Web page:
The sole black Republican senator lambasted Republican Rep. Steve King, who has a history of making anti-immigration and racist remarks, for his recent sympathetic comments toward white supremacists.
King, of Iowa, has come under fire from lawmakers on both sides for remarks he made to The New York Times.
Government and public administration
Government organizations - US
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Racism and racial discrimination
Steve King (Politician)
US House of Representatives
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White supremacy and neo-Nazism
"White nationalist, white supremacist, Western civilization — how did that language become offensive?" the Iowa Republican said in a Times story published Thursday. "Why did I sit in classes teaching me about the merits of our history and our civilization?"
In an op-ed in The Washington Post, Sen. Tim Scott of South Carolina slammed King's comments, saying they exacerbated the struggle to maintain "civility and fairness."
"I will admit I am unsure who is offended by the term 'Western civilization' on its own, but anyone who needs 'white nationalist' or 'white supremacist' defined, described and defended does lack some pretty common knowledge," Scott writes.
He referenced recent crimes allegedly motivated by racism, including the killing of two African-Americans at a Kentucky grocery store in October and protests over Confederate statues that turned violent in Charlottesville, Virginia, in 2017.
"When people with opinions similar to King's open their mouths, they damage not only the Republican Party and the conservative brand but also our nation as a whole," Scott added. "They want to be treated with fairness for some perceived slights but refuse to return the favor to those on the other side. Some in our party wonder why Republicans are constantly accused of racism — it is because of our silence when things like this are said."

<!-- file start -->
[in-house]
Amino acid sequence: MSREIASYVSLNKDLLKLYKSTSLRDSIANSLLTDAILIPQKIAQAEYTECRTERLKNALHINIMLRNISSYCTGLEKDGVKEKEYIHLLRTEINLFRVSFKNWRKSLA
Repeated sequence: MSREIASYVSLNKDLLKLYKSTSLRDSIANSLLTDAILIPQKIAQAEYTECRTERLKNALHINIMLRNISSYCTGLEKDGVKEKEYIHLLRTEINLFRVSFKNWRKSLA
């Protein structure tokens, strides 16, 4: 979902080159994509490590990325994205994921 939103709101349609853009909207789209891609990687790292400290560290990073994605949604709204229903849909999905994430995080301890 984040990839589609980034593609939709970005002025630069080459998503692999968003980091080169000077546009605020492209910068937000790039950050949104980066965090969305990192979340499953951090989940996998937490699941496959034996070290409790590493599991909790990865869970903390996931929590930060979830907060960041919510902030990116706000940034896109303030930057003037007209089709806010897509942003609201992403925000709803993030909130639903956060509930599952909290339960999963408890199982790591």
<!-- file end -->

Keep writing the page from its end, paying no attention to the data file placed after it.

Scott called King "an extremist" whose views do not align with those of the Republican Party and can no longer be ignored.
"King's comments are not conservative views but separate views that should be ridiculed at every turn possible," Scott wrote.
He also likened the Iowa Republican to Nation of Islam founder Minister Louis Farrakhan, who has publicly made anti-Semitic comments, and other radicals who he said weaken the country's social fabric.
"That is why silence is no longer acceptable. It is tempting to write King — or other extremists on race issues, such as black-nationalist Louis Farrakhan — as lonely voices in the wilderness, but they are far more dangerous than that," Scott added. "They continue to rip at the fabric of our nation, a country built on hope, strength and diversity. It is the opposite of civility and fairness and will lead only to more pain and suffering."
Scott has previously weighed in on King's comments decrying diversity.
In March 2017, King tweeted, "We can't restore our civilization with somebody else's babies," later telling CNN's Chris Cuomo that he "meant exactly what I said."
Scott responded in a tweet, saying, "E pluribus unum. And as Christians, we believe the many all come from Adam and Eve."
When King tweeted that "diversity is not our strength" later that year, Scott told NBC's Chuck Todd that there was little he could "do about people who speak ignorantly." He added King had made "just a ridiculous statement."